First a confession: I am a gadget-project type of guy, meaning I tend to make things using the best design I can think up despite the overall cost. I always like to re-use something I already have laying around, but I also derive personal satisfaction in producing something that fully solves most or all the shortcomings of whatever it was I was using previously.
That being said, I got tired of cleaning out the water fount. The chooks like to take dust baths and no matter what I did, they would manage to kick debris into the fount. The fount also seemed to take up a lot of space in my chicken tractor, not to mention that if I moved the tractor I would have to take the fount out and then put it back in. An attached, enclosed watering system is what I really needed.
So, I came up with a simple PVC waterer I call the Water Cross. It uses 2" PVC pipe and fittings, a BriteTap nipple waterer, and an immersible aquarium water heater. It is attached to the hen house, so moves with the coop, and is also filled from outside the coop.
The Water Cross is attached to the hen house with three pipe hangers and holds almost exactly one gallon of water. This is enough for about one week for our four hens. I did not want too much water capacity as I thought it would cause the water to go stagnant and scuz up in the summer heat. The water fill is outside the coop for convenience.
I drilled a PVC end plug to accept a BriteTap nipple waterer. I liked the design of the BriteTap, but you could just as well buy your own nipples and tap them into a length of PVC pipe directly. I used a 50 watt aquarium water heater that is fully immersible (not all are). It is set on its lowest heat setting and plugged in to a thermocube, so it only comes on in near freezing conditions. The heater I bought also will cut off if run dry to keep it from burning out if the waterer is empty for some reason. Since I am such a gadget nerd I bought a one foot piece of clear PVC so I can see the heater and also monitor water level when it gets low.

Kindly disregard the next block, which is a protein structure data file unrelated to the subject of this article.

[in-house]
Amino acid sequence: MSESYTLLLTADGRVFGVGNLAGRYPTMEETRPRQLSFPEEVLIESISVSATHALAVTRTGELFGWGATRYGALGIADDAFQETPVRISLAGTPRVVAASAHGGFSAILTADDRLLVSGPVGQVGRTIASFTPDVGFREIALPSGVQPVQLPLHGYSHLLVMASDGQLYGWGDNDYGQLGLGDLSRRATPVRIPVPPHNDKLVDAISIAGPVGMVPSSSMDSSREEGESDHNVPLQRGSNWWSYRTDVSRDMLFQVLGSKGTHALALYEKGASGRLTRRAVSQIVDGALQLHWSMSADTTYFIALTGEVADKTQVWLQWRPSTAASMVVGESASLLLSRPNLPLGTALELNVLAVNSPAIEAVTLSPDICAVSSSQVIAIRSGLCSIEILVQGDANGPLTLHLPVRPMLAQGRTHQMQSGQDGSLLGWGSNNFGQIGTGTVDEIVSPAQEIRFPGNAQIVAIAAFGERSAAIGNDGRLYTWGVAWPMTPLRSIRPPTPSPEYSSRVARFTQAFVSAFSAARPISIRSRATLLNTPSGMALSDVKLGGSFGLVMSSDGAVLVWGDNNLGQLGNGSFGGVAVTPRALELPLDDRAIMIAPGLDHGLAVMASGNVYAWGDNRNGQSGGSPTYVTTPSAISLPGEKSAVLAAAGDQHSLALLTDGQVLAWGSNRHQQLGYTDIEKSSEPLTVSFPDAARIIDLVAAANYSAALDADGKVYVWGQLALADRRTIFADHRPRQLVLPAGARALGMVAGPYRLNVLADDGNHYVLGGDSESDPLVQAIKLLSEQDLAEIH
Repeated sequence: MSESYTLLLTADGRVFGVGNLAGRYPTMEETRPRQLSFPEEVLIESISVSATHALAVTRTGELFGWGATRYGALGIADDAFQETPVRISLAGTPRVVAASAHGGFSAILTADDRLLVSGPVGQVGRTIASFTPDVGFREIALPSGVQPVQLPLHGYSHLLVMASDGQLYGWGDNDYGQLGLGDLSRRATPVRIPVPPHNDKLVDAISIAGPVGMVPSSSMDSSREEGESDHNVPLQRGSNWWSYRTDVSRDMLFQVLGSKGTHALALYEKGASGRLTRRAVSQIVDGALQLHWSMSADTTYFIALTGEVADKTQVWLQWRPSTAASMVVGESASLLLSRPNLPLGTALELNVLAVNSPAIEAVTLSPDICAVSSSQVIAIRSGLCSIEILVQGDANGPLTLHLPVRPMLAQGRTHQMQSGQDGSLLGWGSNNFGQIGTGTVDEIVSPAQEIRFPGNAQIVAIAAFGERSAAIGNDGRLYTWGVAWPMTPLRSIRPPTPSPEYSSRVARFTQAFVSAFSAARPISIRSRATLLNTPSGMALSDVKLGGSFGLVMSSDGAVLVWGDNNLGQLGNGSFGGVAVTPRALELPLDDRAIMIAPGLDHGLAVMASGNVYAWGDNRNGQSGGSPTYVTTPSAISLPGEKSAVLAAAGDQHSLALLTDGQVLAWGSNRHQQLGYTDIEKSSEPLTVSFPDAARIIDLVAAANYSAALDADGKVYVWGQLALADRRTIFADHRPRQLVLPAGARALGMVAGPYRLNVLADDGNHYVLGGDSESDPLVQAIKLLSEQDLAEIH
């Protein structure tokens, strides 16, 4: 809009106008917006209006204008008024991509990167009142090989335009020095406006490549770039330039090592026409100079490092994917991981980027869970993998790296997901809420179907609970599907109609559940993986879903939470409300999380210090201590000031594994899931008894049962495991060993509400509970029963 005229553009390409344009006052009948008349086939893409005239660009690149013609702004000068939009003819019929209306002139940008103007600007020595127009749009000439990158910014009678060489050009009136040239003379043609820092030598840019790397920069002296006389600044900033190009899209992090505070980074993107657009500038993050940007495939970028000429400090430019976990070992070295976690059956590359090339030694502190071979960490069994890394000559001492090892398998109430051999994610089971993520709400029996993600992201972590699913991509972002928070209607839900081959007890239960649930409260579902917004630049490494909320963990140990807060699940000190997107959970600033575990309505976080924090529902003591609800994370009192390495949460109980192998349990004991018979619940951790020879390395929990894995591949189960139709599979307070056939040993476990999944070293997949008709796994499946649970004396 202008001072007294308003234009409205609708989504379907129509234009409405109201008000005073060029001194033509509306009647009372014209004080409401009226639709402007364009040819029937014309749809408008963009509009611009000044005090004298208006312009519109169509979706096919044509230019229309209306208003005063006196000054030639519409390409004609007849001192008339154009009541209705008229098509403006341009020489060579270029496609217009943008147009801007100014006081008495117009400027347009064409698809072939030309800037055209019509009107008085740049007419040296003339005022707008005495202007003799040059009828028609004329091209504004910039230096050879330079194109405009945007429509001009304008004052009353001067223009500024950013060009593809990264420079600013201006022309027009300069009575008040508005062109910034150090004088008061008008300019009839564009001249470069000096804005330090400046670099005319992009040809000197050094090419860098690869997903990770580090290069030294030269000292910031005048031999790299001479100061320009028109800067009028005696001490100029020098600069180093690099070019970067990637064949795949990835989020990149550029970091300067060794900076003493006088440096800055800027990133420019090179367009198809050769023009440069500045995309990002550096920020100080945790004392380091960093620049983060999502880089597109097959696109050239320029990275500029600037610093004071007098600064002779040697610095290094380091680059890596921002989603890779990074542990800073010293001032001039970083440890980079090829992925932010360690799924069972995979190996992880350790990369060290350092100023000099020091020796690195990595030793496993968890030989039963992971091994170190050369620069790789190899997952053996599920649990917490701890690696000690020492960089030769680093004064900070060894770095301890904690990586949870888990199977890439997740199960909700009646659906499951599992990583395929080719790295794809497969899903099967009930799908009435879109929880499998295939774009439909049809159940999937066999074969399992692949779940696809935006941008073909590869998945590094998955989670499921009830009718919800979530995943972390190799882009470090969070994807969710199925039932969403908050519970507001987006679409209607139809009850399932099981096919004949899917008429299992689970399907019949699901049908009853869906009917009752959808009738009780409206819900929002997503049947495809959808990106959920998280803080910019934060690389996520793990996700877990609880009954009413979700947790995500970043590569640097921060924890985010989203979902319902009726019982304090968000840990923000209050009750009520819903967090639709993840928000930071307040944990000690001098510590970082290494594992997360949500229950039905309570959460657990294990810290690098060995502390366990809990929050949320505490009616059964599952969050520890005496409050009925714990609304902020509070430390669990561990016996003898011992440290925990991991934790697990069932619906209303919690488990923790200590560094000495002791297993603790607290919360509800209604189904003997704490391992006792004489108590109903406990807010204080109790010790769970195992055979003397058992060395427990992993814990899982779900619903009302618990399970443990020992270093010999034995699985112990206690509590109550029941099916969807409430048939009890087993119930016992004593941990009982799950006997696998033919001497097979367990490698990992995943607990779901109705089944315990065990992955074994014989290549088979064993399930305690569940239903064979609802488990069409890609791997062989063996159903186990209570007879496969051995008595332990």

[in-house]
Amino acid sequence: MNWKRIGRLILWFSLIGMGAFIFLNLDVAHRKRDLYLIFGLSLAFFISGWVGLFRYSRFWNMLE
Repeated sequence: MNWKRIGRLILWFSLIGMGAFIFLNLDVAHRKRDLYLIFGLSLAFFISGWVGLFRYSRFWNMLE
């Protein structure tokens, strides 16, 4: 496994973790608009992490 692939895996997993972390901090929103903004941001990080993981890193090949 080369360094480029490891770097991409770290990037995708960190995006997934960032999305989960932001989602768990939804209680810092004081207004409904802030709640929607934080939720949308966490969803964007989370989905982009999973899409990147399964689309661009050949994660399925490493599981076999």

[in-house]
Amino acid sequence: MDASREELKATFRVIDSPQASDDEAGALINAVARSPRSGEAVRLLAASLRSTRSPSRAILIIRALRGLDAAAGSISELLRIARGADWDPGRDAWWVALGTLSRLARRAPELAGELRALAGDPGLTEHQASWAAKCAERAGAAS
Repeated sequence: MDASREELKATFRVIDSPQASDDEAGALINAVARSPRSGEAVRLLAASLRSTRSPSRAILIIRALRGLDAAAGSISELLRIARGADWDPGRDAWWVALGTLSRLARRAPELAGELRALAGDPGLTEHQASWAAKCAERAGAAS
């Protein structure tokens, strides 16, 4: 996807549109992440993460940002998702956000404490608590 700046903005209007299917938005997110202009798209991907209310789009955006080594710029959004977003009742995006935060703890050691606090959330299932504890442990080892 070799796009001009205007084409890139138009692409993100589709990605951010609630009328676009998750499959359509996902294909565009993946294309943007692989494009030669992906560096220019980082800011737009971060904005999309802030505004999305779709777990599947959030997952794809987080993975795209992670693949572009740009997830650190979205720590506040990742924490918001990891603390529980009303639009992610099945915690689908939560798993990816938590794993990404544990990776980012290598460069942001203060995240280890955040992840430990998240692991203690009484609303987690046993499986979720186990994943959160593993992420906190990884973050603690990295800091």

I cut a slot at the top of the Water Cross for the heater cord to pass out and also allow use of an end cap to keep out dust. The small gap where the cord exits is the only hole necessary to allow air into the waterer.
So, the Water Cross has eliminated my daily fount cleaning chore. It is also attaches to the coop tractor so moves with it, is filled from outside, and has anti-freeze protection. It should also be fairly easy to clean when necessary because of the removable filler and heater end caps. You can very easily customize this design to fit your coop and water capacity needs. Here is a list of items used on this waterer and some prices:
2" PVC Pipe Schedule 40 (one 10' piece)
2" Clear PVC Pipe Schedule 40 UV rated (one foot piece) - $7.81 + shipping, FlexPVC.com
BriteTap Waterer - $29.95 + shipping, chickenwaterer.com (deleted in design update)
Hydor THEO Submersible Aquarium Heater 50W - $20.79 with shipping, Amazon.com
Thermocube - $12.50, Amazon.com
(1) Cross Tee, (1) 45 Elbow, (3) End Caps (plugs), (1) 90 Slip Elbow, (2) Adaptors, (1)Threaded Plug, (2) Couplings, (3) pipe hangers
Ok, so this may be the world's most expensive chicken watering device, but I hope this still gives you some ideas about an attached watering system for your chicken tractor!
The waterer as shown above did well down to the mid-20's F. However, we had a cold spell here with temps dipping into the upper teens...and the nipples froze up. No water froze above the heater, so I believe it was the isolated location of the Brite Tap combined with the fact that warm water rises which caused the freezing. I fixed this problem by cranking up the setting on the heater to full blast and placing pipe insulation around the Brite Tap as seen in the picture below. However, once the weather gets warmer I will probably replace the Brite Tap with a piece of PVC pipe tapped with nipples. Then I will place the aquarium heater directly above the nipples which should keep them from freezing no matter how cold it gets.
Design Modification Update:
I've had this water in use since last winter and it has been great - I can fill it from outside the coop and it only needs a flush and cleaning every month or so, if that. Since winter is approaching, I have changed the design to alleviate the water freezing at the nipple issue I had last time temps got in the low 20's. I replaced the Brite Tap with just a regular piece of clear PVC with a clean-out plug. Now I can place the aquarium water heater directly above the nipple. I think this may keep the whole waterer ice-free, but if not, I am prepared to place a second heater higher up, near the junction of the cross. We'll see how things go this winter and I will keep you updated. I guessing at least one of my hens will figure out that they get a foot warmer roosting spot right here when it gets really cold!